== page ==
Five Actions to Live a Longer Life
Americans live shorter lives than the residents of almost all other high-income countries. According to the World Health Organization, people from 30 countries live longer than us.
Researchers at the Harvard T.H. Chan School of Public Health wanted to know why. So they went through the data from large, long-term health and wellness studies and figured out precisely what things were killing us. They looked at the records of over 123,000 people and followed them for up to 34 years. Over the course of the study they recorded 42,167 deaths.
What they found was that our actions have huge consequences. Starting at age 50, they measured life expectancy for people who did nothing for their health. They used the phrase, “adopted zero low-risk lifestyle factors.” Men could expect to live 25.5 more years and women 29 years.
However, when people DID take actions to live healthier, the increase was dramatic. Men were living an average of 37.6 years and women 43.1 years. That's an increase of 12 years for men and 14 years for women. The differences came for people who took five specific actions. Here they are, secrets to live a longer life, and just how much time these actions might give you.
#1 Don't smoke. Smoking is a risk factor for some cancers and heart disease. Eliminating the habit can add up to 10 years on your life. Interestingly that gap has been narrowed in recent years because of advances in medications and surgical options. But even when someone has access to the best medical care in the world, stopping smoking can still add at least 5 years to a persons life.
#2 Exercise. This can lower your risk of cancer and even reverse some effects of heart disease. The benefits of exercise vary based on your activity levels. Up to a point, the more you do, the longer you'll live. Briskly walking for 75 minutes a week will give you 1.8 more years of life. Push yourself for 450 minutes a week and you gain 4.5 years. The results only start to become detrimental for people running more than 20 miles a week.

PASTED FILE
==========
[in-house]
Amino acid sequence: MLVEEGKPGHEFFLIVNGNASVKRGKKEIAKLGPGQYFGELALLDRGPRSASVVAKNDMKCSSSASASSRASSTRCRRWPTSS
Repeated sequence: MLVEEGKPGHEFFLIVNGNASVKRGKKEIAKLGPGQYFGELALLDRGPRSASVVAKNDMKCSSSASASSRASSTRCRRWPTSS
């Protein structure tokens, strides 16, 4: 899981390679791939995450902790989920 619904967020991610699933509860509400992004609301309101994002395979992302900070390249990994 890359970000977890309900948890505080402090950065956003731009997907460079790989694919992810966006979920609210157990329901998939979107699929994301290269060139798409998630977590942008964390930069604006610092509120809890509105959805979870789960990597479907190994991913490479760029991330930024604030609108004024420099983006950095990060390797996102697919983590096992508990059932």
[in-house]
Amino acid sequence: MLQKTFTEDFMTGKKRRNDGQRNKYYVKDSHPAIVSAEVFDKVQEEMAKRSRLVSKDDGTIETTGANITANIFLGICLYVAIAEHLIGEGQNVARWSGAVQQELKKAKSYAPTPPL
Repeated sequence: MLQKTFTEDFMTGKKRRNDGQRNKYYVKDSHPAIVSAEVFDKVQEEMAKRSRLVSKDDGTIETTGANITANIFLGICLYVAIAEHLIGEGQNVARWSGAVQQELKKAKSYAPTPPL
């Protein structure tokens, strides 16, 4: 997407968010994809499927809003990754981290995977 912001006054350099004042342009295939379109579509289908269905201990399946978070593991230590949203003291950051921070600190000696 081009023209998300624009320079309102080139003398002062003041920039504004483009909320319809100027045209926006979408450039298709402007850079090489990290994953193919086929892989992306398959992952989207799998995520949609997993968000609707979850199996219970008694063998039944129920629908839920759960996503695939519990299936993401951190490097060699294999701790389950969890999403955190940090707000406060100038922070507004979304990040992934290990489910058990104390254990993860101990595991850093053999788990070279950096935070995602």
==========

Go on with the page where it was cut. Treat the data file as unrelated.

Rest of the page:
#3 Maintain a healthy weight. Up to 30% of all cancers can be directly linked to obesity. It's also a risk factor for heart disease and strokes. Researchers measured something called Body Mass Index or BMI. The healthy range for BMI is considered between 18.5 and 24.9. Below 18.5 and you might be dealing with anorexia or wasting. Above 30 is technically classified as obese. People in the normal range were found to live an average of 7.2 years more than those who did not exercise and were obese.
#4 Eat healthy. This is one of the most difficult ones for people to understand. The simplest way to look at it is like this. Choose whole fruits, vegetables, whole grains, lean meats, nuts and grains. The more processed a food is, the less likely that food is healthy. Limit added fats, salts and sugars. The ideal average calorie range is about 1,800 a day.
#5 Don't drink alcohol. The more someone drinks, the more their cancer risk increases. Contrary to popular belief, there is no healthy level of alcohol you can consume. Researchers have found that just one alcoholic drink a day can shorten lifespan by as much as two years. You don't have to stop completely, but the more you cut back, the longer you may live.
Those five actions, when combined, dramatically extended lives. But there was something more. It isn't just about living longer. It's about living a healthy life, longer. Nobody wants to spend their last years sick and feeble. By taking these actions, you can remain active and aware for a decade or more longer than the average person.
Don't try and do everything at once. Choose one action to concentrate on for the next three months. Only after it's become a habit, should you move on to the next item.
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